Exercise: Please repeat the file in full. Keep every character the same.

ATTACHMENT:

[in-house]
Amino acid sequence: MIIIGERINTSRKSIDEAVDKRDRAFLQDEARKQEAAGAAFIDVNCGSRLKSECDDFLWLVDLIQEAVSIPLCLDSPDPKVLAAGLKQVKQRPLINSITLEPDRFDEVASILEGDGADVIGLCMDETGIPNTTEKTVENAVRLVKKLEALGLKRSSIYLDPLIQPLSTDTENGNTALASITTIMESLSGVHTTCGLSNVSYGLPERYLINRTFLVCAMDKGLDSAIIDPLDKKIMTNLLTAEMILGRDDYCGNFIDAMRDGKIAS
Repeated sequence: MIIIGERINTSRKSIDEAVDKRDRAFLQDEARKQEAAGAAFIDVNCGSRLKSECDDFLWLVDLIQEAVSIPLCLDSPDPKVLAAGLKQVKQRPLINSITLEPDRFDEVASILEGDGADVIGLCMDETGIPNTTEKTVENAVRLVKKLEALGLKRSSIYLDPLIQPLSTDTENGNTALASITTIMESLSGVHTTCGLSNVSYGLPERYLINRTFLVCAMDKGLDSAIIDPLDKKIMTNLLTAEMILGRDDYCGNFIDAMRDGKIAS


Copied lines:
[in-house]
Amino acid sequence: MIIIGERINTSRKSIDEAVDKRDRAFLQDEARKQEAAGAAFIDVNCGSRLKSECDDFLWLVDLIQEAVSIPLCLDSPDPKVLAAGLKQVKQRPLINSITLEPDRFDEVASILEGDGADVIGLCMDETGIPNTTEKTVENAVRLVKKLEALGLKRSSIYLDPLIQPLSTDTENGNTALASITTIMESLSGVHTTCGLSNVSYGLPERYLINRTFLVCAMDKGLDSAIIDPLDKKIMTNLLTAEMILGRDDYCGNFIDAMRDGKIAS
Repeated sequence: MIIIGERINTSRKSIDEAVDKRDRAFLQDEARKQEAAGAAFIDVNCGSRLKSECDDFLWLVDLIQEAVSIPLCLDSPDPKVLAAGLKQVKQRPLINSITLEPDRFDEVASILEGDGADVIGLCMDETGIPNTTEKTVENAVRLVKKLEALGLKRSSIYLDPLIQPLSTDTENGNTALASITTIMESLSGVHTTCGLSNVSYGLPERYLINRTFLVCAMDKGLDSAIIDPLDKKIMTNLLTAEMILGRDDYCGNFIDAMRDGKIAS